Territory Stories

The Centralian advocate Fri 15 Jul 2011



The Centralian advocate Fri 15 Jul 2011


Centralian Advocate; NewspaperNT




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Community newspapers -- Northern Territory -- Alice Springs; Tennant Creek (N.T.) -- Newspapers; Alice Springs (N.T.) -- Newspapers.; Australia, Central -- Newspapers

Publisher name

Nationwide News Pty. Limited

Place of publication

Alice Springs


v. 64 no. 16

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Copyright. Made available by the publisher under licence.

Copyright owner

Nationwide News Pty. Limited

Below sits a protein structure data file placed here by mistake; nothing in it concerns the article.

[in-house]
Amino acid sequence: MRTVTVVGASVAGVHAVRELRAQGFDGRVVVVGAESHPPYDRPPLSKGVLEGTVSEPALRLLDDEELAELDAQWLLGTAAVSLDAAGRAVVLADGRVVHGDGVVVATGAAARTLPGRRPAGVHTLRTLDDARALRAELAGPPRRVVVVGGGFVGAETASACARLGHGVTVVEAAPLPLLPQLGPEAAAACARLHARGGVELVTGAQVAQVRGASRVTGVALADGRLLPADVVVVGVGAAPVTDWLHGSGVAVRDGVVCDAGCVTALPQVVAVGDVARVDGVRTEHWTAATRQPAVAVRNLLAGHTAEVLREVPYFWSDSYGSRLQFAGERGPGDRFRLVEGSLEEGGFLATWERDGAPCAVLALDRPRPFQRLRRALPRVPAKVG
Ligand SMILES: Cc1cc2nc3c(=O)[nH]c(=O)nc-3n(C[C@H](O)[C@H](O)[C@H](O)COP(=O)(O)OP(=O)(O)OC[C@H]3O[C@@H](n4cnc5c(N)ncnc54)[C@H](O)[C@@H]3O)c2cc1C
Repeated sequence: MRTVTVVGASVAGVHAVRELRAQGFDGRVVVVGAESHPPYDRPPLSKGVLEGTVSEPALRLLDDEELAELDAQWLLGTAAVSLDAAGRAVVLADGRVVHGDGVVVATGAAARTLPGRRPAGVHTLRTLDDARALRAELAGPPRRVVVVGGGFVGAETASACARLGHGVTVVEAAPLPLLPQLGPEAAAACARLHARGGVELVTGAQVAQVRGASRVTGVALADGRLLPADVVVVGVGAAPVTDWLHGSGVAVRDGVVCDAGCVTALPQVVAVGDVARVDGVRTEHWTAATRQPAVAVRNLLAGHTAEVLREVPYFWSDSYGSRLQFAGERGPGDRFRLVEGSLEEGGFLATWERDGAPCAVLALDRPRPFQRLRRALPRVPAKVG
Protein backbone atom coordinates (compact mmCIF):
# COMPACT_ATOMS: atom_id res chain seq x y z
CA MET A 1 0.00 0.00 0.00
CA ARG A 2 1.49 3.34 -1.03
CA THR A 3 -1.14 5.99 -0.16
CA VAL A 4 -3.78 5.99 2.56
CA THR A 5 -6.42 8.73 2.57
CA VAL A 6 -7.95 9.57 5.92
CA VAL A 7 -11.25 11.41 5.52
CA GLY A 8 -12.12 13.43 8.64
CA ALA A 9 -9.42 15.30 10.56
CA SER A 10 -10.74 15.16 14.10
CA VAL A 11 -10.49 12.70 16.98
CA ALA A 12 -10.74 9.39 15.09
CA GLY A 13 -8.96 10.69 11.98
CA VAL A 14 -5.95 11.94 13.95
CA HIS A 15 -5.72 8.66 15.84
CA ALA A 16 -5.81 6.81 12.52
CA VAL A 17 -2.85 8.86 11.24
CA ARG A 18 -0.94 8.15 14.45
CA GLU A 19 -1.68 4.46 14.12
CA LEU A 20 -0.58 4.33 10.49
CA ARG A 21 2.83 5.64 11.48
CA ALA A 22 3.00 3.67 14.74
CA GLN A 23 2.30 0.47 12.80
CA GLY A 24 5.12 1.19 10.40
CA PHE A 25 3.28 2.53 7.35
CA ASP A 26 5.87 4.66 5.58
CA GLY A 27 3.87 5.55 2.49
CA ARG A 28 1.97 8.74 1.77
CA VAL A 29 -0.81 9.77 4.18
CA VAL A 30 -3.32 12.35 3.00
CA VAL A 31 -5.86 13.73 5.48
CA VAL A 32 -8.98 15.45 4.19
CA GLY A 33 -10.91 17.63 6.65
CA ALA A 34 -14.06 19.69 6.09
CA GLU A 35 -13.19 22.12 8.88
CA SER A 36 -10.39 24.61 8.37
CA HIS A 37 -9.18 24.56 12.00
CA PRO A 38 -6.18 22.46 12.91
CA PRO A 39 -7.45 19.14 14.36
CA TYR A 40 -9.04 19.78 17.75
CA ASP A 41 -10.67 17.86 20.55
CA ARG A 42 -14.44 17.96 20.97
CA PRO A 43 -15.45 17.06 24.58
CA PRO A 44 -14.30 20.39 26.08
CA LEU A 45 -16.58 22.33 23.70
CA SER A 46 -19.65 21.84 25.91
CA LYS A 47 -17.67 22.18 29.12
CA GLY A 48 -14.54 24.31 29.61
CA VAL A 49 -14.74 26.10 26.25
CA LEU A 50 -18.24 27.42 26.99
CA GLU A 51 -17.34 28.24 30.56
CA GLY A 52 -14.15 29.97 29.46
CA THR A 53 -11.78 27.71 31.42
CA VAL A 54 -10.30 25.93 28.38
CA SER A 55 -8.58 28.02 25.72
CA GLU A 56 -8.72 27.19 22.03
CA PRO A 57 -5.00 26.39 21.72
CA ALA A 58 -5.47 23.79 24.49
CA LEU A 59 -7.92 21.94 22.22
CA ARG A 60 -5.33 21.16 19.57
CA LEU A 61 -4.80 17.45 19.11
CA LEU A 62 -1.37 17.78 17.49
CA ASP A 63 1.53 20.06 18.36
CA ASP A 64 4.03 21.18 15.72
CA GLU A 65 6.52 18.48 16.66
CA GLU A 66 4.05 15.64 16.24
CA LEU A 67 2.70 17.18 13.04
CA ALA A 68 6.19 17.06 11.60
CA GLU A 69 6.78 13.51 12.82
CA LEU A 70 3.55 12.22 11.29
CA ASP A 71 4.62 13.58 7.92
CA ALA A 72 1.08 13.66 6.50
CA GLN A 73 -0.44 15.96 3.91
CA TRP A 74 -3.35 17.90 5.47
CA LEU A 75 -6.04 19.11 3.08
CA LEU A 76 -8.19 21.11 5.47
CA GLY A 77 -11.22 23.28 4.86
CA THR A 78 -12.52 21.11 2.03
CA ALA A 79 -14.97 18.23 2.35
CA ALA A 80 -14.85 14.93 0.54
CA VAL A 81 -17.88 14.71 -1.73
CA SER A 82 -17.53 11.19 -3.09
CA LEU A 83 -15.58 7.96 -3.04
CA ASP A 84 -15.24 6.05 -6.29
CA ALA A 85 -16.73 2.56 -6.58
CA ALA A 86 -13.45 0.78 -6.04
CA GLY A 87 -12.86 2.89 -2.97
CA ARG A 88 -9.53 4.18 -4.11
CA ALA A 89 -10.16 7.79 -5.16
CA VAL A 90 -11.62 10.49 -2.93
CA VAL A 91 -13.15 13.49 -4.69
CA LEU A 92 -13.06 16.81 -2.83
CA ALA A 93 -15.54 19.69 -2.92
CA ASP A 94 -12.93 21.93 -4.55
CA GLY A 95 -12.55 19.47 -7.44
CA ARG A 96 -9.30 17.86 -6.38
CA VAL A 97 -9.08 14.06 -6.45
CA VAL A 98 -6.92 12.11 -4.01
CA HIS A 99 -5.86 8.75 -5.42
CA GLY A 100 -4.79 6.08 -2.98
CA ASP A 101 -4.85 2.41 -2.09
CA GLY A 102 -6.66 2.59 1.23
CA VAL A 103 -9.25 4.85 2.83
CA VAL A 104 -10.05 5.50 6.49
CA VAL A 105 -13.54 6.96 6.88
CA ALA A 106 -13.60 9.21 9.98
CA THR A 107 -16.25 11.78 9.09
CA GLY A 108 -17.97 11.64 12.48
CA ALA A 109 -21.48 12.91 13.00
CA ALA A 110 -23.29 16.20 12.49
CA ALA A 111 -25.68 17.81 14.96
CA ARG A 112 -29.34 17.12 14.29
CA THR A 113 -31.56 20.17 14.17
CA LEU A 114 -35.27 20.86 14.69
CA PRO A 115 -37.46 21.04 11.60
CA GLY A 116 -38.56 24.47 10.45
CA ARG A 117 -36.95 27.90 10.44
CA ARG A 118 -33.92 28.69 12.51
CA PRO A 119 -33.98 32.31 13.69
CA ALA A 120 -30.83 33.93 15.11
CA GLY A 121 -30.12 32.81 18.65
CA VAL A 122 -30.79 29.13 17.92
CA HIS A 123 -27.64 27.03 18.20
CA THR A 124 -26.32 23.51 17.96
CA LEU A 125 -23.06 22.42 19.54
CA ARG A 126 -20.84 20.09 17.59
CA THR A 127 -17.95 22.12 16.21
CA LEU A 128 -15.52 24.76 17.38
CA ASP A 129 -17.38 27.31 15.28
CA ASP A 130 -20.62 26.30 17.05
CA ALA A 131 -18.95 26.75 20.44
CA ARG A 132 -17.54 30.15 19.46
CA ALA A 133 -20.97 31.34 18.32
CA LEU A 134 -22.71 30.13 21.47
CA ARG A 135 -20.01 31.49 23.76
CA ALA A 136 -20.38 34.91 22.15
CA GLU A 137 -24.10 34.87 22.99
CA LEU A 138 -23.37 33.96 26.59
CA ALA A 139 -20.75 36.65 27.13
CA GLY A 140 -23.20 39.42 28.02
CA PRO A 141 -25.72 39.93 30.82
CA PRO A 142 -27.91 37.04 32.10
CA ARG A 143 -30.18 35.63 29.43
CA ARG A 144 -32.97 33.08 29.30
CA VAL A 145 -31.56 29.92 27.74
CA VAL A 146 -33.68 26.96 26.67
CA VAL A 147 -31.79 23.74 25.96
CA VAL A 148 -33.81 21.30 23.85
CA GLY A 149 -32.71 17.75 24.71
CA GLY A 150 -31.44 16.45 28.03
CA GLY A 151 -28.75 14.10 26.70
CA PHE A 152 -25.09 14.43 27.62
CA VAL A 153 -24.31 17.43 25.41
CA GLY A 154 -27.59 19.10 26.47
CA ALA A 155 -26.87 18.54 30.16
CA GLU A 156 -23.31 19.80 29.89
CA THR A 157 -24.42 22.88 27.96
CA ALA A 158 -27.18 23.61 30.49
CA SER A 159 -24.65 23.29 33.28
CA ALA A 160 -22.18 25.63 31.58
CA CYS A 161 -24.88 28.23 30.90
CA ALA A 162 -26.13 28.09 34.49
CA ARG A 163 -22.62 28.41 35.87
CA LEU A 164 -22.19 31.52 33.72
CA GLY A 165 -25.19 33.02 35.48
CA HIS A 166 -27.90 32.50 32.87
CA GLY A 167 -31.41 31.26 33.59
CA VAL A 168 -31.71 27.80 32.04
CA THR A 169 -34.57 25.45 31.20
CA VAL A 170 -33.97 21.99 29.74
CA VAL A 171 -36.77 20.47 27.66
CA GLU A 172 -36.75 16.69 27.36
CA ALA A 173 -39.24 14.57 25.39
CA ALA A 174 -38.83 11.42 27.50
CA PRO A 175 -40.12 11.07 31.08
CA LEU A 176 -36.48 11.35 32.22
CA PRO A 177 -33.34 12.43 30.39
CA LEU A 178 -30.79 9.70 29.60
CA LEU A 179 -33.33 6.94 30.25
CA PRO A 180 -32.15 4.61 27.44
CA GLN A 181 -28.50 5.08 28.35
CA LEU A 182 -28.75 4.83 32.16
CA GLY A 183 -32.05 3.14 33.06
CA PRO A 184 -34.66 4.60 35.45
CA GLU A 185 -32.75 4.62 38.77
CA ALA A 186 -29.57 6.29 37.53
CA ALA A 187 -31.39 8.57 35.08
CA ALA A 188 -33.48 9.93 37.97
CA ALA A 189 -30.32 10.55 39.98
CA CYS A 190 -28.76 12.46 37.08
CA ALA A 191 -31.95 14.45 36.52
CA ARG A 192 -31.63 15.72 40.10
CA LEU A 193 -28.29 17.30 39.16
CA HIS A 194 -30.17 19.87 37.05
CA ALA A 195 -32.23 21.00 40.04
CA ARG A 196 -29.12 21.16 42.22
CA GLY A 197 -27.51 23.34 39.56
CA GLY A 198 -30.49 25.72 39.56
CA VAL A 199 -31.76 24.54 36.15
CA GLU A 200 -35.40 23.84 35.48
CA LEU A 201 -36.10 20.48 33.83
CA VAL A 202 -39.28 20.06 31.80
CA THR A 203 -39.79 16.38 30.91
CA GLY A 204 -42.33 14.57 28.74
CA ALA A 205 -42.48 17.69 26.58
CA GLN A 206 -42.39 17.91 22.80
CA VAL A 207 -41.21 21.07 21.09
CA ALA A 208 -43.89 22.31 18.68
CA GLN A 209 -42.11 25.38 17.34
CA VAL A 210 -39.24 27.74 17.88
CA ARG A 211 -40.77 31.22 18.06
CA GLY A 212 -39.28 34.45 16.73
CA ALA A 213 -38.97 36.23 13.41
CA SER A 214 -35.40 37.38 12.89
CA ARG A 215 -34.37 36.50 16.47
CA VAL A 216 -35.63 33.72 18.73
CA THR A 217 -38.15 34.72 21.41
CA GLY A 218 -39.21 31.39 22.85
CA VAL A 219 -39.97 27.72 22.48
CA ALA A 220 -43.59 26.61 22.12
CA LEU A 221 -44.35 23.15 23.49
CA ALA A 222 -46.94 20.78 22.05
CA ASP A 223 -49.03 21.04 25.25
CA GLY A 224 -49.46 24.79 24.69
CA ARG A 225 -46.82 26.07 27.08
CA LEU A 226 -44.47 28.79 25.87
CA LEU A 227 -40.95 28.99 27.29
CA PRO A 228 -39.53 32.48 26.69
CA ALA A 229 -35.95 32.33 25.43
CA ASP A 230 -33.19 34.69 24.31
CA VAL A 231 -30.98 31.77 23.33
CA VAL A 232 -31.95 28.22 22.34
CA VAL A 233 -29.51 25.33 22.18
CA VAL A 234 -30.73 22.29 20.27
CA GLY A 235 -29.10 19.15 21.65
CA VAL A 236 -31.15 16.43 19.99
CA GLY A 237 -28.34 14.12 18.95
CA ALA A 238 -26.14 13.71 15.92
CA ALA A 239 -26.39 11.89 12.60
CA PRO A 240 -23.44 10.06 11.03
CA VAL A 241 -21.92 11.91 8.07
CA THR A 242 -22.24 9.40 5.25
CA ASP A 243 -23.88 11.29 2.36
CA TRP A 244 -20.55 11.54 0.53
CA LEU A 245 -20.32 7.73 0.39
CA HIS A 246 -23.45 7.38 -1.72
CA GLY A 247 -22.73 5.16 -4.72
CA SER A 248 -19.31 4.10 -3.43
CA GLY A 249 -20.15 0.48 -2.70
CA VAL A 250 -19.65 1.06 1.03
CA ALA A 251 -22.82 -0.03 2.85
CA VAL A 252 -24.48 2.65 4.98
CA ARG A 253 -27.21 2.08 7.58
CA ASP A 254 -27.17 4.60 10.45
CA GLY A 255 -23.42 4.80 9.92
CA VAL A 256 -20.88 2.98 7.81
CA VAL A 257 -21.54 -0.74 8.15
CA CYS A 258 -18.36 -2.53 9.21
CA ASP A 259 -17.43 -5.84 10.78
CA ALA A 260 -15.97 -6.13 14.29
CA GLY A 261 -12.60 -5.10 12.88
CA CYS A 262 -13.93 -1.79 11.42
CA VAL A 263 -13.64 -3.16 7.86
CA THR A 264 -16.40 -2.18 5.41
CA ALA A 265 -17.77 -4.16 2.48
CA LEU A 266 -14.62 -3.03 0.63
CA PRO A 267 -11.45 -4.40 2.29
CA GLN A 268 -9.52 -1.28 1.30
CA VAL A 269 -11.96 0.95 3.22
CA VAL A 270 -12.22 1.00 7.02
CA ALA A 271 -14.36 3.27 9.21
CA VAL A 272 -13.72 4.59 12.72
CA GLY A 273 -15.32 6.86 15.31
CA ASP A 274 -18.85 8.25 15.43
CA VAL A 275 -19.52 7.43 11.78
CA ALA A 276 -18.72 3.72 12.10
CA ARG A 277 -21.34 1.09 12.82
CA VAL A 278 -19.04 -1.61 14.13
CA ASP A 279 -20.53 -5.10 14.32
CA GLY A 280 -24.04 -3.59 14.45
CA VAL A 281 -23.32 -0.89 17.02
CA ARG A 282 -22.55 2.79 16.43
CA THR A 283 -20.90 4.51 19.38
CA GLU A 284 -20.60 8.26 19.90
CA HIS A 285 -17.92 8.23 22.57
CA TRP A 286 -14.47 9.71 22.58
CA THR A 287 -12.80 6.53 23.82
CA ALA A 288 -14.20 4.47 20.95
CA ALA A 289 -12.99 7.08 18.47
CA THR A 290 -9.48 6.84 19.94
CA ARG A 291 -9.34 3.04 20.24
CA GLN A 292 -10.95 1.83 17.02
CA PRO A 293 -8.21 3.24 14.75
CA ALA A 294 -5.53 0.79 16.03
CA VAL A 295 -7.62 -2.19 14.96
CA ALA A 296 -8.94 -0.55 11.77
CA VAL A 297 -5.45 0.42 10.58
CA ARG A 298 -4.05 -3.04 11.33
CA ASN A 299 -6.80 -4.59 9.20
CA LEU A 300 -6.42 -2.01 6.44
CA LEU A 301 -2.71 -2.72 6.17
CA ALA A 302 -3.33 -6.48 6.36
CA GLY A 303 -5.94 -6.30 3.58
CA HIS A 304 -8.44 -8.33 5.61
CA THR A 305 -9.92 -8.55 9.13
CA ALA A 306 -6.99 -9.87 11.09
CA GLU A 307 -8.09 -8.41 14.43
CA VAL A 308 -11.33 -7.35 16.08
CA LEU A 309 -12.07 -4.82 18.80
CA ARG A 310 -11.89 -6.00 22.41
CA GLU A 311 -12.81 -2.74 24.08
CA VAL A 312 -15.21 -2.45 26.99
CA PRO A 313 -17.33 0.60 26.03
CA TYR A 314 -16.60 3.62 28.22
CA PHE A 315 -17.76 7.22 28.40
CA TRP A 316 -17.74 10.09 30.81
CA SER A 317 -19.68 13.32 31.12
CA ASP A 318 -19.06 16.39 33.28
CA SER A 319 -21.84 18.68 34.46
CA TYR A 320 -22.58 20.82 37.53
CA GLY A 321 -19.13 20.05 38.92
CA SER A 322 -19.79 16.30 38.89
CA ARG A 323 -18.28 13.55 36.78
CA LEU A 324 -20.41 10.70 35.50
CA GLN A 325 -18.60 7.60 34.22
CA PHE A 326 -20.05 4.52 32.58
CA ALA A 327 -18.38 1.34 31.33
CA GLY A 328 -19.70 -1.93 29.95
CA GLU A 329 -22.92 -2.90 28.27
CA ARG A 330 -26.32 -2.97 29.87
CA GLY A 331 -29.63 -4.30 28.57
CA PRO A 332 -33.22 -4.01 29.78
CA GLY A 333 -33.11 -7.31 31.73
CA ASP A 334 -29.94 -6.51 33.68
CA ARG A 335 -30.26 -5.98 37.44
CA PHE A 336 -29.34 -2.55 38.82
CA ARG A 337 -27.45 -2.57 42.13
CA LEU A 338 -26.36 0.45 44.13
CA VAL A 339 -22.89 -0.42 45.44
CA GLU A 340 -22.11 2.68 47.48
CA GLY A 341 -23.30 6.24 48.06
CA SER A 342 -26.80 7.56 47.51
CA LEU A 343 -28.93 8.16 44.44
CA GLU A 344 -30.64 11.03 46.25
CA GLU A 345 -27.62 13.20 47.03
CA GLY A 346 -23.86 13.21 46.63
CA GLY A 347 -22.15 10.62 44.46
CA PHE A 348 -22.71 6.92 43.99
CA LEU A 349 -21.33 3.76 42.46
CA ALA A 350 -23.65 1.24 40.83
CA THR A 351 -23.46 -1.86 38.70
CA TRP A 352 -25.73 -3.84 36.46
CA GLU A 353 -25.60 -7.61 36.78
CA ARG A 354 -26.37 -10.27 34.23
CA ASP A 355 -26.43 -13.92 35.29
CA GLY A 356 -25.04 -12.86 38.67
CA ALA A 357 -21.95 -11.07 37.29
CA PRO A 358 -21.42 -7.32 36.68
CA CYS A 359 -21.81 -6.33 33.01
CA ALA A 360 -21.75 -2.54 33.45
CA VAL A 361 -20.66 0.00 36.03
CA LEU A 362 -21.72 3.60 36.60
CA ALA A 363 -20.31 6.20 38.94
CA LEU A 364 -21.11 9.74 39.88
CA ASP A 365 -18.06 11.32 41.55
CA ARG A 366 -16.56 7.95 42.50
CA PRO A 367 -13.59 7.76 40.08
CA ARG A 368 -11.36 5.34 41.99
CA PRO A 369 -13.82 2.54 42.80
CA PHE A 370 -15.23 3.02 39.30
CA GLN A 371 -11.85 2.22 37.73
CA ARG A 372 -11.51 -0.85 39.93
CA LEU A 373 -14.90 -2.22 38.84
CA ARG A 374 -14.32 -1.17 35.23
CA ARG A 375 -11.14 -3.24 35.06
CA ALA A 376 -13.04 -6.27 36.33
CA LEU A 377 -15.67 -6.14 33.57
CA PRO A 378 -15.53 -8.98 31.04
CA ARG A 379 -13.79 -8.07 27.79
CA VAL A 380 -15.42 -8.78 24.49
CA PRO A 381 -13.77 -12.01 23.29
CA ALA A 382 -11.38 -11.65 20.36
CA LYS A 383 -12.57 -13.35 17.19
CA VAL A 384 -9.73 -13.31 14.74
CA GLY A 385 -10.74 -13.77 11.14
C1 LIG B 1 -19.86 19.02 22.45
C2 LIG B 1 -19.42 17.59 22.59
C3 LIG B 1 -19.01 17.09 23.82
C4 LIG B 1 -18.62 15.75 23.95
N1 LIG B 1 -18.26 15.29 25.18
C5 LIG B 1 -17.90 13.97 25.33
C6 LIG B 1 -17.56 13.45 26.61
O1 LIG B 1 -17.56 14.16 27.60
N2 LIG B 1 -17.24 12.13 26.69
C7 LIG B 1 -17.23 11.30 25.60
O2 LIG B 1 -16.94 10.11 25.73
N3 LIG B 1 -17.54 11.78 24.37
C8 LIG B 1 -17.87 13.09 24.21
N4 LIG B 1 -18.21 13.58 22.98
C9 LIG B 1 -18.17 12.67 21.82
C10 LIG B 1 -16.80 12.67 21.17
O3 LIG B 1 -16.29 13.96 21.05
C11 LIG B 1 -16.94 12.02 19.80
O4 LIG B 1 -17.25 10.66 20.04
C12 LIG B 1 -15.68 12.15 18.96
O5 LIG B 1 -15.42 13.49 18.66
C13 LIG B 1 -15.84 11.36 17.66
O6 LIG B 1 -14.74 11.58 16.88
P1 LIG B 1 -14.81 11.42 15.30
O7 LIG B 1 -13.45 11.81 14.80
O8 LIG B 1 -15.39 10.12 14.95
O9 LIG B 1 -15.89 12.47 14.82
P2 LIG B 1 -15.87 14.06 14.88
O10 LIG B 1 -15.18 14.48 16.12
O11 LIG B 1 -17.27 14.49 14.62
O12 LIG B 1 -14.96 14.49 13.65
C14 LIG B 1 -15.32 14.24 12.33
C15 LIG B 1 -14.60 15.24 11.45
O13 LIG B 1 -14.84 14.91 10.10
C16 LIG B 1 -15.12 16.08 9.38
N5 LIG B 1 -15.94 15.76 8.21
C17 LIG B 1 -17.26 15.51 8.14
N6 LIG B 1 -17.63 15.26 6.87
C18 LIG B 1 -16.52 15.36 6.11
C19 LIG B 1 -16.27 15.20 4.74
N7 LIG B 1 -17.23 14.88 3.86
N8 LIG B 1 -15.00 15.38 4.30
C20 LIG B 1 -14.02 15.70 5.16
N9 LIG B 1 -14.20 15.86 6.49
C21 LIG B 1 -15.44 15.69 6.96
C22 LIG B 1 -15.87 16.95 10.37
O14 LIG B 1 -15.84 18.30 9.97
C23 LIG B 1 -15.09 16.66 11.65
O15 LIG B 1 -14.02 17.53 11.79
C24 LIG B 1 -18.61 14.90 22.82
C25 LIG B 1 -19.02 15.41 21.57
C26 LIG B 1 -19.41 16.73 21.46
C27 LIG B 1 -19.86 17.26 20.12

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4 Centralian Advocate, Friday, July 15, 2011 P U B : C A D V D A T E : 1 5 -J U L -2 0 1 1 P A G E : 4 C O L O R : C M Y K Alice Plaza Ph: 8953 0044 6 7 0 2 0 5 /1 2 Murray Neck Music T-Shirt SALE... 2 for $50 SAVE HEAPS! ROCK POP METAL REGGAE R&B COMEDY 4 5 0 2 0 5 /1 2 s e NEWS New bid to ease childcare crisis THE Alice Springs Town Council has stepped up its call for Federal Government help to ease the childcare shortage The childcare crisis prompted a meeting with stakeholders in June and they will be meeting again in August to discuss an action plan. Mayor Damien Ryan and council CEO Rex Mooney recently had a meeting in Canberra with Federal Child Care Minister Kate Ellis. Mr Mooney said: We talked about what was urgently needed to improve the childcare situation in Alice Springs. The minister gave her assurances that a plan was being formulated to address the issues. T h e m i n i s t e r s spokeswoman Danielle Ryan said: The Department of Education, Employment and Workplace Relations facilitated a round table discussion with the NT Department of Education and Training and representatives from the Alice Springs Town Council last week. But Mr Mooney said: There has been little progress and council will be writing directly to Minister Ellis to follow up. Crisis talks are scheduled for August 3. Union backs fair pay bid Sally Brooks ITS time the Northern Territory Government supplemented wage increases for community social and service workers, says the Australian Services Union (ASU). In May this year Fair Work Australia confirmed that community sector workers were underpaid in comparison to work of equal value undertaken by public sector employees. Last week the Federal Government announced that it was committed to helping the community sector pay for phased wage increases. The ASU estimates there are 1500 to 2000 community sector workers in Central Australia, 85 per cent of them women. Katrine Hildyard, secretary of the South Australia and Northern Territory branch of the ASU said: Its about supporting women workers and finally addressing the undervaluing of one of our most important sectors in the economy and society. Unfortunately the Territory government has not fully committed. Weve been lobbying and working on this case for many years now. The community sector is the sector that supports vulnerable and disabled community members and by providing support the Territory government will be showing that they support the sector and equal pay. The Territory Government says it does support fair pay for community services and that all sectors should contribute to share the cost of the pay increases. Gino Luglietti from the Chief Ministers Office said: All stakeholders need to share in the responsibility of addressing the pay equity gap. This includes all governments, the private sector and non-government organisations (NGOs) themselves. We will do our bit. We recognise that fair pay is a key element of recruiting and retaining a quality workforce in the NGO community services and that a high-quality, efficient and stable workforce underpins the capacity of the sector to deliver sustainable services. The Northern Territory Council of Social Service (NTCOSS) said community sector employees leave their jobs because of the low wages. NTCOSS Central Australian spokesman Jonathan Pilbrow said: Too many workers in our sector make the difficult decision to leave and work for government or the business sector because it is too hard to live on the current wages. Better wages will mean a better service for the most vulnerable and disadvantaged people in the Territory, helping to improve life for children and their families. NTCOSS has long supported the fight for fair pay for the amazing work done by community sector workers. We will continue lobbying the NT Government until they commit to funding pay increases awarded through the Pay Equity case. Blood donor Stephen Smith yesterday ... Its better to give. Picture: CHARLIE LOWSON Stephen banks up his 50 Mluleki Moyo A MAN who says he first became a blood donor to get away early from work was back at the Alice Springs Blood Donor Centre for an amazing 50th time this week. Stephen Smith said he started giving blood in the early 80s when he was an apprentice. He said: I was working for Telstra and they would give us an afternoon off if we donated blood. My mate and I would then go and donate blood, get a hot dog and milk shake and drive back to the bush for the weekend. Since then I have continued to donate whenever I am around. Mr Smith said his commitment to giving blood comes from a passion to save lives. He said: It is better to give than to receive. The life you save by donating blood could be yours or someone in your family. Alice Donor Centre manager Therese Lee said her organisation was very grateful to donors. She said: We have a great group of donors in Alice and they really keep us going. We really appreciate their efforts. Australian Red Cross Blood Service spokesperson Kathy Bowlen said blood donors were the heroes of many cancer patients, trauma victims, patients undergoing surgery and those on renal dialysis. She said: Our 570,000 donors give their time and their blood for nothing so that the lives of many Australians can be saved every year. One in three of us will need blood in our lifetime, yet only one in 30 donates. That needs to change in order for us to continue saving lives. Next week is National Blood Donor Week, from July 17 to 23. Native titles granted Sally Brooks THE Federal Court has handed down two important decisions that recognise the native title rights of traditional owners of both the Neutral Junction area and the Kurundi pastoral lease. Neutral Junction is 300km north of Alice Springs and is part of the Kaytetye peoples territory. Traditional owners of the region have been working with the Central Land Council for many years to protect their land from mining and exploration as the area is home to significant sacred sites and a known gold reserve. They hope this agreement will strengthen the sites protection as the issue has been highly concerning for senior community members. The Kurundi decision recognises native title rights for 3857sqm of the larger Kurundi Perpetual Pastoral Lease 400km north of Alice Springs. The CLC said the agreement recognises their traditional rights, including the right to hunt, gather and fish on the land and waters, the right to conduct cultural activities and ceremonies, the right to live on the land, and for that purpose, to camp, erect shelters and other structures. And it secures their right to negotiate over any future acts such as mining. This area is also a cattle station which will co-exist with the native title agreement.